‘Even though it was the most painful procedure I’ve ever experienced, I’m happy I had it done and hope that the effects of the operation will only get better.’

Victoria’s nightmare began in 2016 when she started to experience dull, period-like pains all the time, shooting pains down her legs and swelling of her stomach when she walked. Sex became excrutiating.

‘I thought it was a cyst on my ovaries,’ Victoria says. ‘I’ve had them in the past and the symptoms were similar so I thought it would go on its own.

‘But the pain continued and it got to the point where I needed to go and see someone to get some answers.

‘Experiencing pain during and after sex isn’t normal and I didn’t want my relationship to be effected because of it.’

But a gynaecologist revealed that Victoria was actually suffering from Pelvic Congestion Syndrome and there was no treatment or cure she could have on the NHS.

‘I was desperate to sort it out so went to a private doctor who gave me painkillers but they didn’t do anything,’ she says.

‘The pain during sex was really extreme and because I couldn’t relax I’d seize up.’

Sex would leave Victoria with a swollen lower abdomen and the condition could also leave her bed bound.

‘There were times when I couldn’t get out of bed for a week, it was so bad.’

Victoria tried to cope with the pain before paying another private doctor to prescribe lidocaine pain patches – which work by stopping nerve signals to the brain – but they didn’t help either. 

‘It became painful to even stand up and walk for more than 15 minutes and I’d be swollen and bloated just from that.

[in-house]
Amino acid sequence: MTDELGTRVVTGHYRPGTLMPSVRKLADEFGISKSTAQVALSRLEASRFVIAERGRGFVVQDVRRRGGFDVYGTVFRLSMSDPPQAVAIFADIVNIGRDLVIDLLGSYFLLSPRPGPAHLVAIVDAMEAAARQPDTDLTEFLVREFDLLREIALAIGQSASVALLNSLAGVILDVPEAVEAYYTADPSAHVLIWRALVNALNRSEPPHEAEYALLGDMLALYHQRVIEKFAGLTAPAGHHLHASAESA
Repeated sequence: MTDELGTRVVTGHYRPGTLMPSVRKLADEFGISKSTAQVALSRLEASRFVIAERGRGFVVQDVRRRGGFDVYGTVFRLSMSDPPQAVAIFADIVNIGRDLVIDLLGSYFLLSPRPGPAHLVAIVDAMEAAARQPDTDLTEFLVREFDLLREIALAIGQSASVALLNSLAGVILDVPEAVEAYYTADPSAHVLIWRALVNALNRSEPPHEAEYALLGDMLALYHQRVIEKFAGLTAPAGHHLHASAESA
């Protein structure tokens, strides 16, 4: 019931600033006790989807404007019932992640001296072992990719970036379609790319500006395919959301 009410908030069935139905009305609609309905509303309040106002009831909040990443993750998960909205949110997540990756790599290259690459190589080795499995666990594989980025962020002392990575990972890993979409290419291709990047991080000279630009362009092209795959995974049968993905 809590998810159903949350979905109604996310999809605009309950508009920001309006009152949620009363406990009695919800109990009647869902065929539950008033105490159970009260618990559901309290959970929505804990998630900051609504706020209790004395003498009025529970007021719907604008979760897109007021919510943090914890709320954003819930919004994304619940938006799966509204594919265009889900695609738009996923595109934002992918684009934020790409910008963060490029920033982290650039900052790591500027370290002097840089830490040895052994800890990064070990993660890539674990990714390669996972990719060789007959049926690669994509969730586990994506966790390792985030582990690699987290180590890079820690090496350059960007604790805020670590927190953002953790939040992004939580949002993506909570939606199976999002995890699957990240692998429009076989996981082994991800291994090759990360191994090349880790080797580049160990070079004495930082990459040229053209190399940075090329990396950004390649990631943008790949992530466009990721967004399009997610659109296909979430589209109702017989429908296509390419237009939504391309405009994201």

‘Sometimes I’d look three months pregnant and could only wear leggings as they were the most comfortable thing I had.’

Finally, Victoria decided to have surgery done privately as it wasn’t available on the NHS.

In January 2020 Victoria went for a consultation, supported by her boyfriend, Jack, a market researcher – who was shocked to discover the extent of her pain during intercourse.

‘We were talking to the consultant and he said that I must have problems being intimate and asked me if it causes me a lot of pain,’ she says.

‘I blushed at that point and Jack was shocked, as I hadn’t been honest with him about just how painful it really was.

‘I was worried about putting a strain on the relationship. We’ve been together for eight years and I thought that if I told him then he would be too worried that I was in pain to have sex.

‘But if you take sex away then it’s just like you’re living with a friend. I wanted to show Jack just how much I loved him.’